(Select the opening story
most unique to your faith perspective)
(Story 1) The story of Hagar is sad but significant for
Jews, Christians, and Muslims. Hagar, a slave, an unmarried teenage
mother, and homeless, was the "other woman" who became
a domestic violence victim.
Hagar's story unfolds as Sarah, her
owner, unable to conceive, decides to provide her husband, Abraham,
with an heir by ordering Hagar to have sex with him and give
him a child by proxy. Hagar obeys and gives birth to Ishmael. Later,
Sarah becomes able to conceive and gives birth to Isaac. Suddenly,
Hagar and Ishmael are embarrassing to Sarah, so she has Abraham
send them out into the desert to die.
Hagar loses all hope, but
God eventually sends an angel to offer her child the same promise
that had been given to Sarah's child, Isaac: "I will make
a great nation of him." Still today, Jews and Christians trace
their ancestry back through Isaac to Abraham, while Muslims trace
their history back through Ishmael to Abraham. All three faiths
received a "divine promise" as children of Abraham.
(Story 2) The story of Patacara is sad but significant
for Buddhists. Patacara was horrified at her parents' selection
of a husband for her and, rather than marry him, she ran away with
her lover. While pregnant with their second child, Patacara decided
to visit her parents again and introduce them to her child. On
the journey, a poisonous snake bit her husband, inflicting a fatal
wound. The shock of his sudden death brought on Patacara's labor
and she delivered her second baby in the forest during a raging
storm. Continuing the journey, both babies drowned and died. She
was so distraught that she "lost her mind."
aimlessly, Patacara came upon the Buddha, who looked at her and
said, "Sister, recover your presence of mind," which
she did. Patacara took up study of the Four Noble Truths and Eightfold
Path of Buddhist practice and eventually requested ordination as
a nun, a member of the first Buddhist community of women. Patacara
became one of the most powerful personalities in the early Buddhist
community, a skilled, revered, and charismatic teacher.
(Story 3) The story of Lalleshwari (Lalla) is sad but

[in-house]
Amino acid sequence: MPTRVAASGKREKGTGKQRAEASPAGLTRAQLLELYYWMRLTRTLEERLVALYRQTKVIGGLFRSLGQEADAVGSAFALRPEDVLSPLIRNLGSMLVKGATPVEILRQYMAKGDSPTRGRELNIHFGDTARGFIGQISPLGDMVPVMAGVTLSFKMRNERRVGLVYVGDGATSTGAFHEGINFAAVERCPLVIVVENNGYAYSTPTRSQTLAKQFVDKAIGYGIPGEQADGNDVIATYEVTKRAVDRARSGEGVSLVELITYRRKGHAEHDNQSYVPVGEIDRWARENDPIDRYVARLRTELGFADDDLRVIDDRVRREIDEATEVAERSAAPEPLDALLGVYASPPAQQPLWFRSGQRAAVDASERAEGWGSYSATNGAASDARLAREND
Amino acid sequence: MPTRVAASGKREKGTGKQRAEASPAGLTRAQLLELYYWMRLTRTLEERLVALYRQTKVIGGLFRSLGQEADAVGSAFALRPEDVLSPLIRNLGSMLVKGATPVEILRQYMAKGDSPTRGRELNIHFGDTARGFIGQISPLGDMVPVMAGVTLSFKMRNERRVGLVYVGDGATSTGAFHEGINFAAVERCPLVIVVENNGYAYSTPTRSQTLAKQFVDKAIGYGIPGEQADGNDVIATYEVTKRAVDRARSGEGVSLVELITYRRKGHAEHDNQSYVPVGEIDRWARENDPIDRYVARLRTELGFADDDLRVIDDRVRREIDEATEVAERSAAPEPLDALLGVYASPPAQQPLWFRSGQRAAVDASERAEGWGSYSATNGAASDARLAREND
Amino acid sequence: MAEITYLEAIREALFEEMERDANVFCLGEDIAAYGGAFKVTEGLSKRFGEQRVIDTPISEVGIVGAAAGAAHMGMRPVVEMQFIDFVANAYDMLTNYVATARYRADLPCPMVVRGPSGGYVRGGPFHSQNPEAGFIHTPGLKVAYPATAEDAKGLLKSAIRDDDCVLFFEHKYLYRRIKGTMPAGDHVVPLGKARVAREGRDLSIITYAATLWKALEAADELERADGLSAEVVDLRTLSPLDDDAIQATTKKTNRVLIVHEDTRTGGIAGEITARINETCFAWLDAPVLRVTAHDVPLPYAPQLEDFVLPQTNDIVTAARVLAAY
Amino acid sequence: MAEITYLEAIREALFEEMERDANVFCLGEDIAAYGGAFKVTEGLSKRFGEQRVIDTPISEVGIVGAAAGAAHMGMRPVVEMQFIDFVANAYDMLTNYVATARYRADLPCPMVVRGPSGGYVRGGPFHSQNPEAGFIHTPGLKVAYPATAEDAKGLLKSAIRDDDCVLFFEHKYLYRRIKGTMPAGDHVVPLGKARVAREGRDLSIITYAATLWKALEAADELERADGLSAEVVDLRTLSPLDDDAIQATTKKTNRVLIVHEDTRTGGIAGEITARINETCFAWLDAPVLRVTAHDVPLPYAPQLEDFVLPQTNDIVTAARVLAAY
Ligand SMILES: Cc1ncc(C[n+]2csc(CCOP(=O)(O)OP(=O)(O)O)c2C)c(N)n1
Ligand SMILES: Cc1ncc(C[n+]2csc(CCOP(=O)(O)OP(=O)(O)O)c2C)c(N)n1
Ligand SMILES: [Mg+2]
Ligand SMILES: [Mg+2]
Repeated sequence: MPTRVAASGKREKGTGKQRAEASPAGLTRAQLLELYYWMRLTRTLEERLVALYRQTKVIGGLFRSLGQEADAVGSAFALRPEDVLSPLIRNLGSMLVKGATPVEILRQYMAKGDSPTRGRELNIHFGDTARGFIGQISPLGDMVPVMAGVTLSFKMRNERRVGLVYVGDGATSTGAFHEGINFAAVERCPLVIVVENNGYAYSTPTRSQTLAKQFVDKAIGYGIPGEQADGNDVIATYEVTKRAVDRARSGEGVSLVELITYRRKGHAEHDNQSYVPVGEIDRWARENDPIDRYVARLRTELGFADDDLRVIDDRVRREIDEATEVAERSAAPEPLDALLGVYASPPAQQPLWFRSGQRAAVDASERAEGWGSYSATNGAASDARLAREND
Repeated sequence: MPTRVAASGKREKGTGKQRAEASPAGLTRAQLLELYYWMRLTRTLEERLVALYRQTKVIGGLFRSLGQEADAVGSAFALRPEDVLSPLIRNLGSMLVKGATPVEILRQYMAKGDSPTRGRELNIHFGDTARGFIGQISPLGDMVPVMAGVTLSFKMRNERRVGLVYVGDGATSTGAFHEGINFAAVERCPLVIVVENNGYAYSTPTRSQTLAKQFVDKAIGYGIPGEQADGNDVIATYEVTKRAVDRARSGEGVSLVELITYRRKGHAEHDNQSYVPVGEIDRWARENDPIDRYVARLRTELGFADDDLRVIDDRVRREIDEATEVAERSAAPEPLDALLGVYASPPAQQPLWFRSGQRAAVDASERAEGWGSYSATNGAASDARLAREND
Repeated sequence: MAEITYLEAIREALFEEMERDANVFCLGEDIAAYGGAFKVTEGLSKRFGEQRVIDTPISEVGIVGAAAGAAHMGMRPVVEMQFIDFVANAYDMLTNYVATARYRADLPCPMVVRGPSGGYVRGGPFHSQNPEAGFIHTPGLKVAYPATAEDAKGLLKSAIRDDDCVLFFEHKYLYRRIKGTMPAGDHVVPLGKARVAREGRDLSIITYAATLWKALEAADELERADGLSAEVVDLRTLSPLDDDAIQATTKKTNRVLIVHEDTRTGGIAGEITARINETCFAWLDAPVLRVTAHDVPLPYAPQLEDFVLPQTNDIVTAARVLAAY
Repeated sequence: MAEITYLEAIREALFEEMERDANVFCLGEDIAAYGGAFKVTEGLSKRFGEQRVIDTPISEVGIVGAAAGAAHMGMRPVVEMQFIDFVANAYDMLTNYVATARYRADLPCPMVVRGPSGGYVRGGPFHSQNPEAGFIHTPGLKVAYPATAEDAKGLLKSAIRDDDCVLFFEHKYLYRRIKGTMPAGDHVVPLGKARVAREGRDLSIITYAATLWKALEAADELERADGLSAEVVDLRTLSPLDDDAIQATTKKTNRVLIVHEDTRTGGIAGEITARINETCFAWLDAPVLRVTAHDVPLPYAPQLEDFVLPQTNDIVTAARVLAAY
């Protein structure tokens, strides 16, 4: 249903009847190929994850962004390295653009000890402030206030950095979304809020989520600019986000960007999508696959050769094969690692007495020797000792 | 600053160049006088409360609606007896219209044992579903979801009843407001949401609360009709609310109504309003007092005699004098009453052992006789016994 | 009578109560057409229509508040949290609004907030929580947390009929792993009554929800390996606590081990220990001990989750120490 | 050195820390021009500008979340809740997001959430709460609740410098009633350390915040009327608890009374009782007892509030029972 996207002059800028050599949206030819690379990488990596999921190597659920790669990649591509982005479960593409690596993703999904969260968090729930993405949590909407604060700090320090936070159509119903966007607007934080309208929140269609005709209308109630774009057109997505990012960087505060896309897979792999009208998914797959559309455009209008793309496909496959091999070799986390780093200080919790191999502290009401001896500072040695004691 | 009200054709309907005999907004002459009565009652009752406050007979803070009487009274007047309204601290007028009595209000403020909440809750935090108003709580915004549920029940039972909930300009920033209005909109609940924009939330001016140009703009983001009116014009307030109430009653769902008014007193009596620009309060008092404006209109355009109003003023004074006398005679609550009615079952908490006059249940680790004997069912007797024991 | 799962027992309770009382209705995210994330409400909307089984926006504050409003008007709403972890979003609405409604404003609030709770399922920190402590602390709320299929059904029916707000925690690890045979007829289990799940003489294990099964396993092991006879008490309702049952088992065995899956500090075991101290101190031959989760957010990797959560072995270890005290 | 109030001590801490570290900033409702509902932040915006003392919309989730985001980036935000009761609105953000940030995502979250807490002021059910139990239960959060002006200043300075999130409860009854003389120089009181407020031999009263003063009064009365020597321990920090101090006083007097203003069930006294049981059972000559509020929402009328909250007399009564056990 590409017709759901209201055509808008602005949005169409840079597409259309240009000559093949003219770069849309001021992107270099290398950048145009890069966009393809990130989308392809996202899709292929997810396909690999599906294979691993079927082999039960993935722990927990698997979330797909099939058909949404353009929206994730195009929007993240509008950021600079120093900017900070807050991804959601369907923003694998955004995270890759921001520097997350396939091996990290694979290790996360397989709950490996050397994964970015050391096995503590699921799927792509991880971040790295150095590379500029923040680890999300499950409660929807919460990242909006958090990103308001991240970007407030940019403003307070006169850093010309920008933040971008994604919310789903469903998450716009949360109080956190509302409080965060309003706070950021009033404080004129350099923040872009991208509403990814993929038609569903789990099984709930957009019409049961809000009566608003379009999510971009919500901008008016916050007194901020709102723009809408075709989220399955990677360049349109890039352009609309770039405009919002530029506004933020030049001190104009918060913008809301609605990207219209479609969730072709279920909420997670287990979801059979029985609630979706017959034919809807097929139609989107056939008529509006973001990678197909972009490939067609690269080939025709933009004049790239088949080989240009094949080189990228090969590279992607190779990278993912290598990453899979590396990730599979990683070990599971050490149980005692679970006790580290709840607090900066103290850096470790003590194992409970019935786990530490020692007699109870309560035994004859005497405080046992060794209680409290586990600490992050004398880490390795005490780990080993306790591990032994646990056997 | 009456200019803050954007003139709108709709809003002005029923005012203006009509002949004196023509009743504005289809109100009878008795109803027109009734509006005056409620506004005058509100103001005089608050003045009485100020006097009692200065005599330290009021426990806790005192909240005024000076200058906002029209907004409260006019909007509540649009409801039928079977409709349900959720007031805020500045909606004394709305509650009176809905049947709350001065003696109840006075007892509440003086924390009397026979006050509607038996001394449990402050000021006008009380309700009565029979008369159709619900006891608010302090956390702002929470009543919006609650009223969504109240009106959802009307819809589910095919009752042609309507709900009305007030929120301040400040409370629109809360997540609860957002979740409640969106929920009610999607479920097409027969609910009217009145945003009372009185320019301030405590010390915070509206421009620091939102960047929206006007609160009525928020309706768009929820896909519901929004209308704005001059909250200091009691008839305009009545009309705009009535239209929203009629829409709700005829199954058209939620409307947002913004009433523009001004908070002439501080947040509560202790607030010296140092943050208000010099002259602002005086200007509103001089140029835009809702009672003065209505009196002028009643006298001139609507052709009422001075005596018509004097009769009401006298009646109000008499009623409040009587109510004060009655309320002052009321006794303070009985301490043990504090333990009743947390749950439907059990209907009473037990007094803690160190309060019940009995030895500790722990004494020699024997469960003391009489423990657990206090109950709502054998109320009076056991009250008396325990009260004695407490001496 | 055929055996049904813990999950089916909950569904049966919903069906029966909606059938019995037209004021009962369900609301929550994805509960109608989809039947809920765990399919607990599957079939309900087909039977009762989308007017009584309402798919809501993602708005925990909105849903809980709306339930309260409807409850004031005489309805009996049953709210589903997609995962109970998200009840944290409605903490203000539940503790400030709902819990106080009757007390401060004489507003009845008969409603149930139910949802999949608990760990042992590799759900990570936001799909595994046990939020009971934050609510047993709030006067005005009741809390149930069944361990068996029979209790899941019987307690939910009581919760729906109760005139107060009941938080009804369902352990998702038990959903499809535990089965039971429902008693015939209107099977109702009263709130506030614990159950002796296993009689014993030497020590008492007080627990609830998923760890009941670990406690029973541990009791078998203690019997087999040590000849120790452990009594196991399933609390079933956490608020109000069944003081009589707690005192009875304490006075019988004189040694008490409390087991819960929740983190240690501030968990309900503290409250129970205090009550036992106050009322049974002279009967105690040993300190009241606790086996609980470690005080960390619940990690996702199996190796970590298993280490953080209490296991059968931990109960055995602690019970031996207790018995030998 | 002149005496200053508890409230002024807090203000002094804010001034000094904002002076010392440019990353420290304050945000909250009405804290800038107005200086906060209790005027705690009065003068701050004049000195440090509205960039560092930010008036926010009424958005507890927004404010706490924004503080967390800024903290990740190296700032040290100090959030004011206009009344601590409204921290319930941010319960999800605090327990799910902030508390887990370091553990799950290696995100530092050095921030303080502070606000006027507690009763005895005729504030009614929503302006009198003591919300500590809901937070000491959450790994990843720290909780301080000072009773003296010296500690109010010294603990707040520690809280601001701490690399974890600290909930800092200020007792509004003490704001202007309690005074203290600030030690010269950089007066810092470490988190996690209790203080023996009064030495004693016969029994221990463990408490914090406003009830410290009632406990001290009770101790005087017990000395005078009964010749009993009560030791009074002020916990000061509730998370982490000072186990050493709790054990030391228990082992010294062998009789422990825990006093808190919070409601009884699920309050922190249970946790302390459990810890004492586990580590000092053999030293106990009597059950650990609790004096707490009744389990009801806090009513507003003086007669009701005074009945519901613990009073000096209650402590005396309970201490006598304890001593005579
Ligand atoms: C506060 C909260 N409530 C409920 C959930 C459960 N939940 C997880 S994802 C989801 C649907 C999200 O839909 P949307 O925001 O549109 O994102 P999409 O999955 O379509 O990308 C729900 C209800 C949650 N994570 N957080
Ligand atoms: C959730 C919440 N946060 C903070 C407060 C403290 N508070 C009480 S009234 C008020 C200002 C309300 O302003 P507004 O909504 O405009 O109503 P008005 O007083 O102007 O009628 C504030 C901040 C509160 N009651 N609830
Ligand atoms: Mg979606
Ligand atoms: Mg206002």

significant for Hindus. At the age of 12, Lalla was forced into
a bitterly unhappy marriage in which she was controlled by her
husband's mother and treated harshly. Lalla eventually ran away
and, in the midst of her wandering, met Siddhanath, a teacher of
Kashmir Saivism, who initiated her into the faith. In time, it
is said, she soon surpassed him in learning, philosophical argument,
and wisdom. Legend relates that she attained the supreme state
of transcending ego centeredness.
A woman treated harshly and unjustly. So what else is new? The
story begins when a person with power uses it to dominate or control
a young woman. The desires of the powerless are crushed by the
decisions of the powerful. We shouldn't be surprised; this is the
way of nature. The strong devour the choices of the weak. It's
But the story speaks of something unnatural taking place.
Compassion enters the story. Someone hears the cry of the victim.
A new future is created which
the victim could not have imagined. Her life is no longer decided for her by
outward circumstances, but she is given the possibility of new life, her own
promise for the future.
How do we hear this ancient story today? Do we still
use people to meet our own ends, or do we listen to their cry? Do we calculate
the advantage, or do we create the possibility of new life? Do we cast out
or do we take in?
Most victims who survive their ordeals do so
because someone else
helps them create a new possibility for themselves. It doesn't just happen.
The recent book, The Pact, has inspired us. It is the
story of three disadvantaged African-American youths from Newark
while in high school, pledged to one
another that they would become doctors. Their strength of will is astonishing,
but they are clear about the persons who opened the doors for them.
third grade, George was intrigued by the dental instruments when
taken to the dentist
for the first time. The dentist took the time to explain what they were,
how he planned to use them, and even told George the names and
numbers of his teeth.
A few minutes later he quizzed the boy. George left, determined to become
In high school, George and his friends, Sam and Rameck,
heard a representative
from Seton Hall describe a program that would pay for the college expenses
of minority students who wanted to become doctors. A counselor
from Seton Hall urged
them to apply and they did. This counselor stayed in close touch with the
through their four years of pre-med. Grandmothers and social workers along
the way also encouraged them. When George failed one of his board
exams, his professor
did not say "you failed," but "we failed," and continued
to work with him until he passed it.
The boys were never cut any slack on what
they had to accomplish. They took the same board exams as the graduates
of Harvard. They became doctors because they had native intelligence,
will power — and a
host of people who made possible the path they chose to take.
Not all crime
victims have a vision of making themselves even more than they
were before facing their
tragedies. Both the ancient and contemporary stories shared today offer
us a clear mandate, however. Where there is a resource that can
lead to new life,
it is our responsibility to show it to them.
The next time you meet a
(Hagar/Patacara/Lalla), recognize that her plight was not likely
of her own choosing. Do not cast
her out, but hear her cry and give her what she needs to fulfill
her own promise.
(This "sample sermon" was developed
by Dr. Richard Lord and Janice Harris Lord.
Hagar from The Old Testament.
Stories of Patacara and
Lalla from Ford-Grabowsky, Mary. Sacred Voices: Essential Women's
Wisdom Through the Ages, New York: Harper Collins, 2002.)
|National Crime Victims' Rights
Week: Fulfill the Promise
||April 612, 2003